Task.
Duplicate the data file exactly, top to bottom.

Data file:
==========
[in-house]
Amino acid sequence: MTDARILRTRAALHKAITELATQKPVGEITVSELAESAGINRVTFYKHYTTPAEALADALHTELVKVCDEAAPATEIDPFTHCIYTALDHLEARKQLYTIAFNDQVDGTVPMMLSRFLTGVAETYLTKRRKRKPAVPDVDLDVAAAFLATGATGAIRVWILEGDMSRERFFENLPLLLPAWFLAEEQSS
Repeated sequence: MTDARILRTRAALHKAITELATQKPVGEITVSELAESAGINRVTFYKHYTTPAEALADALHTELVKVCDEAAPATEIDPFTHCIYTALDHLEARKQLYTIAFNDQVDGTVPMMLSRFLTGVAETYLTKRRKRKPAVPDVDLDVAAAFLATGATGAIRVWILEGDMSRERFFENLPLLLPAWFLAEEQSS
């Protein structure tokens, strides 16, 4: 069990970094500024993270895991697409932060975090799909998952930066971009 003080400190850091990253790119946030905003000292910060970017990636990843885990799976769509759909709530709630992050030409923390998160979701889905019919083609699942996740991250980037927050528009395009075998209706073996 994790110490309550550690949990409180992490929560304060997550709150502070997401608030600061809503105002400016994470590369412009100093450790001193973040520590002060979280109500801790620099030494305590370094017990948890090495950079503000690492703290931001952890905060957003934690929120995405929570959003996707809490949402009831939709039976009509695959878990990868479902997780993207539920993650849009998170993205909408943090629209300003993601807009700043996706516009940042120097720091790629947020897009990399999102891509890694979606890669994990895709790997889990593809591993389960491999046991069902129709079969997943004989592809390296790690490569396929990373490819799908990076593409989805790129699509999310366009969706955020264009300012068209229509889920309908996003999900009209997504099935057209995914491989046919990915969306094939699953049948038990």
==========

[in-house]
Amino acid sequence: MTDARILRTRAALHKAITELATQKPVGEITVSELAESAGINRVTFYKHYTTPAEALADALHTELVKVCDEAAPATEIDPFTHCIYTALDHLEARKQLYTIAFNDQVDGTVPMMLSRFLTGVAETYLTKRRKRKPAVPDVDLDVAAAFLATGATGAIRVWILEGDMSRERFFENLPLLLPAWFLAEEQSS
Repeated sequence: MTDARILRTRAALHKAITELATQKPVGEITVSELAESAGINRVTFYKHYTTPAEALADALHTELVKVCDEAAPATEIDPFTHCIYTALDHLEARKQLYTIAFNDQVDGTVPMMLSRFLTGVAETYLTKRRKRKPAVPDVDLDVAAAFLATGATGAIRVWILEGDMSRERFFENLPLLLPAWFLAEEQSS
């Protein structure tokens, strides 16, 4: 069990970094500024993270895991697409932060975090799909998952930066971009 003080400190850091990253790119946030905003000292910060970017990636990843885990799976769509759909709530709630992050030409923390998160979701889905019919083609699942996740991250980037927050528009395009075998209706073996 994790110490309550550690949990409180992490929560304060997550709150502070997401608030600061809503105002400016994470590369412009100093450790001193973040520590002060979280109500801790620099030494305590370094017990948890090495950079503000690492703290931001952890905060957003934690929120995405929570959003996707809490949402009831939709039976009509695959878990990868479902997780993207539920993650849009998170993205909408943090629209300003993601807009700043996706516009940042120097720091790629947020897009990399999102891509890694979606890669994990895709790997889990593809591993389960491999046991069902129709079969997943004989592809390296790690490569396929990373490819799908990076593409989805790129699509999310366009969706955020264009300012068209229509889920309908996003999900009209997504099935057209995914491989046919990915969306094939699953049948038990």